Although the UK’s legal definition of domestic violence and abuse includes psychological abuse and controlling and coercive behavior, research by child protection charity NSPCC has shown that teenagers often don’t understand what emotional abuse is, and how controlling behaviors—such as checking someone’s phone, telling them what to wear or gaslighting—can be early warning signs of abusive behavior.

Love Island is watched by over three million viewers and most are young women aged 16 to 34, though a younger teenage demographic also watch. Many of these younger viewers may be learning about what healthy relationships are like, and entering into their first romantic relationship.

If young people are getting their information about relationships from programmes such as Love Island—with emotional abuse as entertainment—they will inevitably have trouble recognizing the early warning signs of abuse, as they might think that this type of relationship is normal. There is a clear need to help young people recognize abuse in relationships, and fight back against it.

Let’s teach about sex

In the past, government strategies to promote healthy relationships—including Disrespect Nobody and This is Abuse—have targeted 13 to 18-year-olds with extensive media campaigns. These strategies recognized the power of TV, celebrities and social media to influence young peoples views of relationships. For example, This is Abuse partnered with the UK teen soap Hollyoaks in 2013.

One in four teenagers admit they are more influenced by celebrities than people they know. This is why there needs to be positive role models of healthy relationships in the media. But evidence shows that domestic abuse can also be prevented through early, age appropriate education, which promotes relationships based on equality and respect.

Currently relationship and sex education is not compulsory. But from September 2019, it will be a statutory requirement in all schools. In order to be effective, high quality relationship and sex education needs to start early, in order to influence attitudes and behaviors before they are entrenched in adulthood. It needs to be about rights and equity, and delivered by either well-trained teachers, or external professionals.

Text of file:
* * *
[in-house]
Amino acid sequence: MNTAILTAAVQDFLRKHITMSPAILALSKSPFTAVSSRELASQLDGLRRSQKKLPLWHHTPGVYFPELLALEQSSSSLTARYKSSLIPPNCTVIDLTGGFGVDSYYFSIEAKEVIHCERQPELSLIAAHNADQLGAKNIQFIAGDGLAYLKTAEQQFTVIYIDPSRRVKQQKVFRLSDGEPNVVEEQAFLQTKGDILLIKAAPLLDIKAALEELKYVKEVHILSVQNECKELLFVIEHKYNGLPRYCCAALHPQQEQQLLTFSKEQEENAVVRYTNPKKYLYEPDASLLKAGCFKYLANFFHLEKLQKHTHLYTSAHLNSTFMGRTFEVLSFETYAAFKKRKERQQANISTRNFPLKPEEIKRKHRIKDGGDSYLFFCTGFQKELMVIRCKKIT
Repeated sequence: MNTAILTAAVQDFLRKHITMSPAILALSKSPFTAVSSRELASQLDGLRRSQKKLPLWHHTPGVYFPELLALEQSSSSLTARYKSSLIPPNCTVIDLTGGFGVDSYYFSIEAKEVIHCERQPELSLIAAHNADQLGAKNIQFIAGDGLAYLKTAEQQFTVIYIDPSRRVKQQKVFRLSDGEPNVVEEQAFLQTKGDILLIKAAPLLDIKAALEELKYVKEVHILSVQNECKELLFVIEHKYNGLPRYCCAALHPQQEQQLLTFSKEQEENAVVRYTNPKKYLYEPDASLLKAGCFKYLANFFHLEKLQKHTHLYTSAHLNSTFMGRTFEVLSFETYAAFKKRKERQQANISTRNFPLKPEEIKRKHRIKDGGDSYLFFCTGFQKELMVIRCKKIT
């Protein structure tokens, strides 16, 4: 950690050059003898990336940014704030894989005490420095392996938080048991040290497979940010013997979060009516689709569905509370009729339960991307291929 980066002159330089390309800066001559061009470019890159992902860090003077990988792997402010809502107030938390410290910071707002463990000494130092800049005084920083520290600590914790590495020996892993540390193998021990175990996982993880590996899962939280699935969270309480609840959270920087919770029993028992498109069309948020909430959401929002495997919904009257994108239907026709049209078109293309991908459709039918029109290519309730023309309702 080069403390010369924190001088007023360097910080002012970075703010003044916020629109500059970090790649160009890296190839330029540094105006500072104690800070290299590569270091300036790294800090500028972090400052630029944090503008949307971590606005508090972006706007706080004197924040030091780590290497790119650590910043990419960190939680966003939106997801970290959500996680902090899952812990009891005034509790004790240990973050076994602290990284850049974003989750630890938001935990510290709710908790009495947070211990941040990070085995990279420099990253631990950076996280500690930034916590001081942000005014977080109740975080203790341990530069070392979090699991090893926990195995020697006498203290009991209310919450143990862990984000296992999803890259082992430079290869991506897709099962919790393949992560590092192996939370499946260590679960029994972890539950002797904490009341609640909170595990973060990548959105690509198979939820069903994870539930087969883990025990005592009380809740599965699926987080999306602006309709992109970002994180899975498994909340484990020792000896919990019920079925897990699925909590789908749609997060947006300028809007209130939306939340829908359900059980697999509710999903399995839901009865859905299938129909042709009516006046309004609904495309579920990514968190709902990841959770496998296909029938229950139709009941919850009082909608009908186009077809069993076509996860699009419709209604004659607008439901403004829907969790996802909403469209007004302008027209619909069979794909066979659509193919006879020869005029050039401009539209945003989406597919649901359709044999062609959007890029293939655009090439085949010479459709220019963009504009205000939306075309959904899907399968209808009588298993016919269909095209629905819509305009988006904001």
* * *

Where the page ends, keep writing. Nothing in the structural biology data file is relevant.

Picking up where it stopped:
Drama lessons

At Liverpool John Moores University, we are working with arts charity Tender to prevent domestic abuse by using art and drama in 24 schools across Greater Merseyside. Using age and ability appropriate workshops, which focus on identifying early warning signs in unhealthy relationships, young people are encouraged to question past relationship behaviors and challenge their current norm.

Image for article titled Britain’s “Love Island” is exposing the disturbing reality of emotional abuse
Image: Janette Porter/Liverpool John Moores University

The PEACH study (Preventing Domestic Abuse for Children) has proven that drama is a particularly effective way of teaching pupils how to recognize the early warning signs of abusive relationships. One female pupil, aged 14, said:

I used to think it as OK for my boyfriend to log into my Facebook account, but I know now it’s not.

People’s understanding of what is a healthy and unhealthy relationship comes from many sources, including family, friends, peers, the media and school. We expect that society will offer models of healthy relationships and portray positive intimate partner relationships. But that is not always the case, as Love Island shows.

Rosie called out Adam’s behavior, and it’s time we enable everyone to do the same. Schools have a responsibility to provide young people with the skills and information to recognize the signs of unhealthy relationships, and speak out against abuse.

This article was originally published on The Conversation. Read the original article.

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